Milton:  What made you think we were ordering Pear Mojitos?

Me:  The power of your suggestion?

Then, my sister, Dovima, who resides in the San Francisco Bay Area, calls me on my cell phone.

Dovima:  It’s already tomorrow in parts of the world.  The rapture’s not happening today.  Enjoy your play.

And we did just that.

Lame Adventure 108: An Invitation from Suzan-Lori Parks to Milton and Me!

Recently, The Public Theater, where Milton and I share a membership, sent us an email that said the following about a playwright we both admire:

Suzan-Lori Parks Invites You to Watch Her Work

This performance piece, a meditation on the artistic process and an actual work session, features Pulitzer Prize winning playwright Suzan-Lori Parks working on her newest writing project in the main lobby of The Public Theater. The audience is invited to come and watch her work and/or to share the space and get some of their own writing work done. During the last fifteen minutes of the performance Parks will answer any questions the audience might have regarding their own work and their creative process.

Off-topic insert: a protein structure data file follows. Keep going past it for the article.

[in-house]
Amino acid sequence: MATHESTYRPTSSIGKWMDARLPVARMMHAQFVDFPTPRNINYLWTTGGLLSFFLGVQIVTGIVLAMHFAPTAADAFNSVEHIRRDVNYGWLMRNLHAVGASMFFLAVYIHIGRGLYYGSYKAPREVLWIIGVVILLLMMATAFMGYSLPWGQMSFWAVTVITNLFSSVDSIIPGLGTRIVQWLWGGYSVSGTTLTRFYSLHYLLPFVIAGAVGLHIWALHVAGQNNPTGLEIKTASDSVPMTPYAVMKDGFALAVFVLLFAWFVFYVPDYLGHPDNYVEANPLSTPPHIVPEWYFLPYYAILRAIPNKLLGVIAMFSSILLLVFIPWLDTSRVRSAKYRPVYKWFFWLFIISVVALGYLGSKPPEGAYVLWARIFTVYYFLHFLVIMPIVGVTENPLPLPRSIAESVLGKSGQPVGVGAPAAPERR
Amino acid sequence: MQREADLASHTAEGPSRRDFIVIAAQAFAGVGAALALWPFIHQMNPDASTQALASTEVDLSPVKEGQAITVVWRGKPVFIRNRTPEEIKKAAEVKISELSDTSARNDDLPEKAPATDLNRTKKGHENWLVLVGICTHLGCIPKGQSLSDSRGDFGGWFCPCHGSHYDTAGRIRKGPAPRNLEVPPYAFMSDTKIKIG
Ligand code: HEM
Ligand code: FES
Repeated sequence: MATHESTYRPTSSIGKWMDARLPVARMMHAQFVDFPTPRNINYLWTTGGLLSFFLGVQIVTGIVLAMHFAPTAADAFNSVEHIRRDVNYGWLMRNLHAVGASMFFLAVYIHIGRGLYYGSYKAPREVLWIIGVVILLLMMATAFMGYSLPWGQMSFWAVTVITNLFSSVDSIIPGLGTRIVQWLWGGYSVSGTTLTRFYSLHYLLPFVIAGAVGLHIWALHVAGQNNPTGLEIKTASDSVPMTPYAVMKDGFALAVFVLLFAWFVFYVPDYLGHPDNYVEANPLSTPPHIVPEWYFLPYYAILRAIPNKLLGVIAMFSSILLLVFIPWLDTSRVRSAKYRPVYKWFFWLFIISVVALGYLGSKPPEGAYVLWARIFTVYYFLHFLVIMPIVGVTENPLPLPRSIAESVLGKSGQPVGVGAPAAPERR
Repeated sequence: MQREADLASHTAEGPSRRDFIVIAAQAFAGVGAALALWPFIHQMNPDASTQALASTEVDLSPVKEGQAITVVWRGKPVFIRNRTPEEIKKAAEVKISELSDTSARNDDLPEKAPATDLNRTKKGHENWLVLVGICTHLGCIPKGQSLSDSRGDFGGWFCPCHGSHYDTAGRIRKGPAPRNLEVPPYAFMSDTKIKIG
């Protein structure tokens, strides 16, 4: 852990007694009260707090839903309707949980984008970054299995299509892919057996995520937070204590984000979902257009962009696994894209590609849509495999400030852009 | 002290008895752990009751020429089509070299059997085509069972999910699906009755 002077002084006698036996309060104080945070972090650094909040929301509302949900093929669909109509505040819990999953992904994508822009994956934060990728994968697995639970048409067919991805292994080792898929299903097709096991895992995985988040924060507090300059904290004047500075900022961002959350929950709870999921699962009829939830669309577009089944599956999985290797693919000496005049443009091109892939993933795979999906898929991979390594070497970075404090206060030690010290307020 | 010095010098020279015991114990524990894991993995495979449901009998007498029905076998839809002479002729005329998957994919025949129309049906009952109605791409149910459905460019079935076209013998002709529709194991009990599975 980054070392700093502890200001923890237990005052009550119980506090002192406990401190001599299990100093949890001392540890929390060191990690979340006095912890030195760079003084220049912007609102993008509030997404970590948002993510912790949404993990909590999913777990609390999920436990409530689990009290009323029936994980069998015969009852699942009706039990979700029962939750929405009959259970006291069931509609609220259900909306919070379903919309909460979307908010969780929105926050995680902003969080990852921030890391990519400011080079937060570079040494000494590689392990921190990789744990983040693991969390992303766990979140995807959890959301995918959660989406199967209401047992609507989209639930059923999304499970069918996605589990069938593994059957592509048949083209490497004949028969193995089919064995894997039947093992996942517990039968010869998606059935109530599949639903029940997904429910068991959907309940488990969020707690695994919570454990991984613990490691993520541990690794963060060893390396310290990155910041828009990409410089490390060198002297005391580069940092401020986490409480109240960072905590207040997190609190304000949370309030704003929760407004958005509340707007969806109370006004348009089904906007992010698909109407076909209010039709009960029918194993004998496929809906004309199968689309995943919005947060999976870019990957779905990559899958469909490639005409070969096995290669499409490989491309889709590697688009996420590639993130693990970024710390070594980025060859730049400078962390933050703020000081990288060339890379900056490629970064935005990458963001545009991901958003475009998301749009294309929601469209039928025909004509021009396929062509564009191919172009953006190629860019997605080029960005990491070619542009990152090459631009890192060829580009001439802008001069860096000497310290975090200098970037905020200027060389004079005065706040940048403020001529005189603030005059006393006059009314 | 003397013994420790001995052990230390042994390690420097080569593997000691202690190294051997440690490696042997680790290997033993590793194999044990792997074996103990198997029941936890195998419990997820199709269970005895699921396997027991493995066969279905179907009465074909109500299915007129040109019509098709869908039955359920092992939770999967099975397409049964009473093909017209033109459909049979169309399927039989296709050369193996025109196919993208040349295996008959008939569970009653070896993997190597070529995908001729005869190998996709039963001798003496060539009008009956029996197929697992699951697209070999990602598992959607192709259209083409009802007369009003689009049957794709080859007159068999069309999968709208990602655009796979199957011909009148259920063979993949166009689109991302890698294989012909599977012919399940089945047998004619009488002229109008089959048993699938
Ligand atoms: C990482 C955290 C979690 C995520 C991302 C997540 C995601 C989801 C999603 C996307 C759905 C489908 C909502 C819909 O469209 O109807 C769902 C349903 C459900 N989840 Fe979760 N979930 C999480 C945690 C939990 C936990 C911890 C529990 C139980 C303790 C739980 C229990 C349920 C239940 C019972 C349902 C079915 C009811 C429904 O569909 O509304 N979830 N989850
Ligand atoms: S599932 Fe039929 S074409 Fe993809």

The problem is that S-LP is doing this during the workday proper and my boss Elsbeth’s calendar is already packed with notes about my comings and goings related to all the New York Film Festival screenings I have been attending.  I ponder how she might digest a request from me to cut out for a seventy-five minute adventure, excluding travel time, to watch a writer write in a lobby packed with students, retirees, and people that called in phony-sick from work.